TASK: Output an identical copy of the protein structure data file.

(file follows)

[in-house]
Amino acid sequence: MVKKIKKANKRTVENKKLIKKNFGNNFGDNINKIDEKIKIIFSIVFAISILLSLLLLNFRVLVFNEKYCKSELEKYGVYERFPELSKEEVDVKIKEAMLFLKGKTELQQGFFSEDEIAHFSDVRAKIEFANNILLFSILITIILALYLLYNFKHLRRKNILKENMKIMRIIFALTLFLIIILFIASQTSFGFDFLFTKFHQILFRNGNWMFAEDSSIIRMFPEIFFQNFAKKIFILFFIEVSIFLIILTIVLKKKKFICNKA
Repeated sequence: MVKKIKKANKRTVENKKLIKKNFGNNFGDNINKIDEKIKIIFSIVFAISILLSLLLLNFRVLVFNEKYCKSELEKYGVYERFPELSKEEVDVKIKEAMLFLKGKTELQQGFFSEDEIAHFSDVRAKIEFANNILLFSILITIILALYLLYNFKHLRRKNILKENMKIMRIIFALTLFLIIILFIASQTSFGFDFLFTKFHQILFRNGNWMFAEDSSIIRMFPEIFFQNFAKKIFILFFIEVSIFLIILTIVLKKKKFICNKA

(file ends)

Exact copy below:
[in-house]
Amino acid sequence: MVKKIKKANKRTVENKKLIKKNFGNNFGDNINKIDEKIKIIFSIVFAISILLSLLLLNFRVLVFNEKYCKSELEKYGVYERFPELSKEEVDVKIKEAMLFLKGKTELQQGFFSEDEIAHFSDVRAKIEFANNILLFSILITIILALYLLYNFKHLRRKNILKENMKIMRIIFALTLFLIIILFIASQTSFGFDFLFTKFHQILFRNGNWMFAEDSSIIRMFPEIFFQNFAKKIFILFFIEVSIFLIILTIVLKKKKFICNKA
Repeated sequence: MVKKIKKANKRTVENKKLIKKNFGNNFGDNINKIDEKIKIIFSIVFAISILLSLLLLNFRVLVFNEKYCKSELEKYGVYERFPELSKEEVDVKIKEAMLFLKGKTELQQGFFSEDEIAHFSDVRAKIEFANNILLFSILITIILALYLLYNFKHLRRKNILKENMKIMRIIFALTLFLIIILFIASQTSFGFDFLFTKFHQILFRNGNWMFAEDSSIIRMFPEIFFQNFAKKIFILFFIEVSIFLIILTIVLKKKKFICNKA